« on: June 19, 2013, 10:42:03 AM »
As we all know, this time of year the water gets plenty warm and in the shallow end, in lakes and on the coast, the oxygen levels tend to drop. And being the good conservationists that I know we all are, we release most of what we catch but, I'm sure you wonder how quickly and how well the fish recover once they are let free. Here is a little trick I like to use and I think it works pretty well.
I had the priviledge of spending my 50th birthday fishing with Capt. Chris Phillips. My birthday is in early June and usually, the water hasn't really heated up too much by then. But, this day was different, no wind, no clouds, lots of sunshine and the water was like being in a bath. Chris and I were wading in about ankle deep water along one of his favorite shorelines when we spotted a big red coming our direction. Chris laid a spoonfly in front of the red, the red ate it and the rest is history. This red was pushing 30 inches and Chris wanted a photo of it so, we slowly waded back to the boat, fish in tow, still on the end of his leader. Chris carefully lifted the fish from the water, I snapped a couple of quick shots for his collection and we immediately placed thefish back in the water on the end of my boga grip to revive. A few minutes passed and the red didn't seem to be coming around too well. Chris and I discussed what we could do and I remembered that I had one of those bait aerators that run on a couple of D cell batteries. I had read an article that mentioned using one of these to add oxygen to the water to help revive stressed fish. I grabbed the bubble maker and, much to our good fortune (and amazement), the batteries still had enough juice to run the pump. We put the stone in the water next to the fish's head and in about 10 minutes the fish had started to show good signs of recovery. We removed the boga from its lower lips and after about 30 seconds, the red slowly swam off into West Bay. A perfect way to celebrate to the perfect birthday. (Actually, the real celebration was the following evening when we filled ourselves with boiled crawfish and Key Lime Pie but, that story is for another time).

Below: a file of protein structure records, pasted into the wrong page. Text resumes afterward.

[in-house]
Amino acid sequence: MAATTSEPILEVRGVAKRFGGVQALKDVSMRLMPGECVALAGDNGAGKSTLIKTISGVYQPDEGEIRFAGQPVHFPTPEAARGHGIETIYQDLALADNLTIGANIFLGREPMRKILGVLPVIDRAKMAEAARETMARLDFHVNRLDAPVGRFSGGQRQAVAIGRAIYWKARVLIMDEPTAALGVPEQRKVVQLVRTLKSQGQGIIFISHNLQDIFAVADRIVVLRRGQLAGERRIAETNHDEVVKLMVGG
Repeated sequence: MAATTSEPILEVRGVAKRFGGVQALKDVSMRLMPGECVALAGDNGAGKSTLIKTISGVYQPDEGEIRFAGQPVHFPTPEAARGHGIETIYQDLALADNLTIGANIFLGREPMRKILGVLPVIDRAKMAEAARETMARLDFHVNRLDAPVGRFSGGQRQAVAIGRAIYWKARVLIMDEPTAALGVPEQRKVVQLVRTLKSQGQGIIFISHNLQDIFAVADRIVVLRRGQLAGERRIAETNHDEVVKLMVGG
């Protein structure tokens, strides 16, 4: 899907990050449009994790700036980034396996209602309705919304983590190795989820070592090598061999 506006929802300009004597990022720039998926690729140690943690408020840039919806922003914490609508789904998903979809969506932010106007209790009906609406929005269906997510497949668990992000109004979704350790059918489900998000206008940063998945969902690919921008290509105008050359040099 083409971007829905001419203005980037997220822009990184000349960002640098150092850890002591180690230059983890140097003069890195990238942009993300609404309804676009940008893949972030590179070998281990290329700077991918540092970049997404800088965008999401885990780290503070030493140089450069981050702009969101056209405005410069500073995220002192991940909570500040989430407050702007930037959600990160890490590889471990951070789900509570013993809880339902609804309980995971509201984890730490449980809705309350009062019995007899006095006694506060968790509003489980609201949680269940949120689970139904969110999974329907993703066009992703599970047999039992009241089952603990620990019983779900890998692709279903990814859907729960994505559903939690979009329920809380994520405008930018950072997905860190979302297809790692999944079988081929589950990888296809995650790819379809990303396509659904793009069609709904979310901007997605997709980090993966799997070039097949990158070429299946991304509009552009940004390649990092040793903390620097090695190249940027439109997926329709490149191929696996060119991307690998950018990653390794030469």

In the years since, I have always tried to keep have my bait bubbler in my bag for just such instances and so far, the results have all been positive. While I have used this successfully in the salt, I have no douht that it will work just as well in fresh water, as well. And, with a little care and maintenance, this little wonder will last a while. So, with that, I hope you all have plenty of chances to try this tip out.
Tight lines, Chris